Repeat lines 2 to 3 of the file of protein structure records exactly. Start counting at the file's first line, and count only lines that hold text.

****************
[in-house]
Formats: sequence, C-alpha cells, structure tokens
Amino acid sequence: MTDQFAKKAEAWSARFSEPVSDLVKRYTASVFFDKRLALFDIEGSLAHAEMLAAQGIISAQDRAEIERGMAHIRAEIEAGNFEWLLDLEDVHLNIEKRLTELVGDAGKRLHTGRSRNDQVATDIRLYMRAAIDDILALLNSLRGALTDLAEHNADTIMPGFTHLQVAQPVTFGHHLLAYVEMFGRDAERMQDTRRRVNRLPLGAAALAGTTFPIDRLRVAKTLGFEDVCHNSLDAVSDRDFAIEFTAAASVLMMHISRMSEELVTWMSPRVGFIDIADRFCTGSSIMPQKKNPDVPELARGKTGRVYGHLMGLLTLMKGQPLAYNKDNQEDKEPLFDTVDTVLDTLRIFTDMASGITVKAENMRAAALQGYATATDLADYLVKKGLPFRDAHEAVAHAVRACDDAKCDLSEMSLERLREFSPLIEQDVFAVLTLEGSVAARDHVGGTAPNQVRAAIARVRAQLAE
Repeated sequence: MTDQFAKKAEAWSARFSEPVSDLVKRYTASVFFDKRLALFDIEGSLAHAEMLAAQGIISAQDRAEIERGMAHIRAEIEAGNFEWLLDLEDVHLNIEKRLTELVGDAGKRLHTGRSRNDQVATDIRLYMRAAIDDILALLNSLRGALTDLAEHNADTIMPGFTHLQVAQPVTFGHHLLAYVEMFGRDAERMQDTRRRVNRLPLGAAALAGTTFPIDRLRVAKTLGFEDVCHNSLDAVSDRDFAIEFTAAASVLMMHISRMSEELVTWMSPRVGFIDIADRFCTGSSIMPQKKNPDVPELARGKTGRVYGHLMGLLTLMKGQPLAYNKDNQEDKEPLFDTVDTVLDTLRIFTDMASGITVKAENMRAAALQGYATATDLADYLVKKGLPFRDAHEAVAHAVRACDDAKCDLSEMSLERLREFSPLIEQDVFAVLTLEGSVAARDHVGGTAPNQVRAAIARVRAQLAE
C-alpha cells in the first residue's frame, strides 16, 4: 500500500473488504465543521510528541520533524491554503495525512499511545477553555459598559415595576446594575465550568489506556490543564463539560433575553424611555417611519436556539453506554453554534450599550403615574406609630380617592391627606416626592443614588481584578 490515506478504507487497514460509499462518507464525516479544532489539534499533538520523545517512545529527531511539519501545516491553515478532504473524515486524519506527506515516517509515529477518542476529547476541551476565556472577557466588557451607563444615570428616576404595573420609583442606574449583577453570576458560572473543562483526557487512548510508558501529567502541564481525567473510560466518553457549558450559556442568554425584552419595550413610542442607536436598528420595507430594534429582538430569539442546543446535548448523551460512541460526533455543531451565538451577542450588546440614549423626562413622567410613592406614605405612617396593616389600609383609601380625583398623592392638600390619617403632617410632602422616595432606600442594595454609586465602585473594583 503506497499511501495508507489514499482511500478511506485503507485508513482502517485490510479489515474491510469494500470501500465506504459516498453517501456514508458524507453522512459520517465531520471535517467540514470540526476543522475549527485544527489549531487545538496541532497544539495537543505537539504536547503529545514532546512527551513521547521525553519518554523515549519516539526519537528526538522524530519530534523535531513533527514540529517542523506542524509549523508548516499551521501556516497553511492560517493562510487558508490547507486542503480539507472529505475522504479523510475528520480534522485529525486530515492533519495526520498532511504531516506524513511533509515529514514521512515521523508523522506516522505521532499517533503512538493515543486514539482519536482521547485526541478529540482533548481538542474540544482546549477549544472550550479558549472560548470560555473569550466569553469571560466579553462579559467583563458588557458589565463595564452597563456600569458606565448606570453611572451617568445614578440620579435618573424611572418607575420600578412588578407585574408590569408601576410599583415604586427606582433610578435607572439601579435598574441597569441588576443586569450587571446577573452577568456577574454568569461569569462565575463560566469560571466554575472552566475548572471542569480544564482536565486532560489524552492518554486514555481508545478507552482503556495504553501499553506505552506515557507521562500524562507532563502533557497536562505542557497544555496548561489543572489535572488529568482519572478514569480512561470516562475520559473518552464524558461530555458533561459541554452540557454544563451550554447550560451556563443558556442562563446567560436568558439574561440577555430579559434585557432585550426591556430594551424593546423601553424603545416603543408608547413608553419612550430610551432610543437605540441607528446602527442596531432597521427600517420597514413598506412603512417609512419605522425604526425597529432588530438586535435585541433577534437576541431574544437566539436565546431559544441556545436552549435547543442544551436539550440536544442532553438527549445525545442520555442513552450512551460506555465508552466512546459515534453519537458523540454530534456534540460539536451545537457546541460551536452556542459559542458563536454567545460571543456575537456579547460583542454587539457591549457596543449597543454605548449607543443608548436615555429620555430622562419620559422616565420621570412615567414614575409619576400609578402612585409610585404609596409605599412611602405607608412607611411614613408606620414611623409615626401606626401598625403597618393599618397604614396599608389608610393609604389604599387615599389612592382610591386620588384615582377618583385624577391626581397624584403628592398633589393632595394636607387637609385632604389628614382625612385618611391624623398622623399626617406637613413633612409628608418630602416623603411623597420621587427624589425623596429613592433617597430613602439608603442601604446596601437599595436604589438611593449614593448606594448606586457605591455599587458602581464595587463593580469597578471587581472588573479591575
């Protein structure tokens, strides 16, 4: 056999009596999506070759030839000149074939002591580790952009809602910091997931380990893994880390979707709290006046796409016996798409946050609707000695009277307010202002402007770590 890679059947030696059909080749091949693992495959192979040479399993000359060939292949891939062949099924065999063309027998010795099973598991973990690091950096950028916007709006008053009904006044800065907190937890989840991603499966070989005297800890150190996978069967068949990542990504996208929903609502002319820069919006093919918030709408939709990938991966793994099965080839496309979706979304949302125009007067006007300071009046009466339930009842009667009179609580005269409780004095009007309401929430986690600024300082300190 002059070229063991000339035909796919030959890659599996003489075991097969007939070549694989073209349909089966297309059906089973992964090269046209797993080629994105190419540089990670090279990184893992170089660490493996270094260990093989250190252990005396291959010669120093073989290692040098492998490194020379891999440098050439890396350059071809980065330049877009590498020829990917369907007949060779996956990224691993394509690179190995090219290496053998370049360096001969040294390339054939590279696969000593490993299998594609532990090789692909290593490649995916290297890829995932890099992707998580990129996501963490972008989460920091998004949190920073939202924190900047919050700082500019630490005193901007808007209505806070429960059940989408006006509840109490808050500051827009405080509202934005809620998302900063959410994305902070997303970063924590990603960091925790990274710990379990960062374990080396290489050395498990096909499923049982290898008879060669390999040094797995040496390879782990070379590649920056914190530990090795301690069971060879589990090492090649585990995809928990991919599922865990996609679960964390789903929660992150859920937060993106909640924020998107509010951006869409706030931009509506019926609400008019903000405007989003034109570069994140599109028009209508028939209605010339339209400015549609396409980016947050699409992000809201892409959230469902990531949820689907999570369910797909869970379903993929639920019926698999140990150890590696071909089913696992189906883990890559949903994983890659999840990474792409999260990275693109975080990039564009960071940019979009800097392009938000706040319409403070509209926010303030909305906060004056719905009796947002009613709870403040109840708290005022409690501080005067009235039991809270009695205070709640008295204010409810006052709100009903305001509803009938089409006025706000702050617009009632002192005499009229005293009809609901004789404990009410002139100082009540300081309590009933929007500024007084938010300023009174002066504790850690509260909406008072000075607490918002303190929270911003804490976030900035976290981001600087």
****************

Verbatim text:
Formats: sequence, C-alpha cells, structure tokens
Amino acid sequence: MTDQFAKKAEAWSARFSEPVSDLVKRYTASVFFDKRLALFDIEGSLAHAEMLAAQGIISAQDRAEIERGMAHIRAEIEAGNFEWLLDLEDVHLNIEKRLTELVGDAGKRLHTGRSRNDQVATDIRLYMRAAIDDILALLNSLRGALTDLAEHNADTIMPGFTHLQVAQPVTFGHHLLAYVEMFGRDAERMQDTRRRVNRLPLGAAALAGTTFPIDRLRVAKTLGFEDVCHNSLDAVSDRDFAIEFTAAASVLMMHISRMSEELVTWMSPRVGFIDIADRFCTGSSIMPQKKNPDVPELARGKTGRVYGHLMGLLTLMKGQPLAYNKDNQEDKEPLFDTVDTVLDTLRIFTDMASGITVKAENMRAAALQGYATATDLADYLVKKGLPFRDAHEAVAHAVRACDDAKCDLSEMSLERLREFSPLIEQDVFAVLTLEGSVAARDHVGGTAPNQVRAAIARVRAQLAE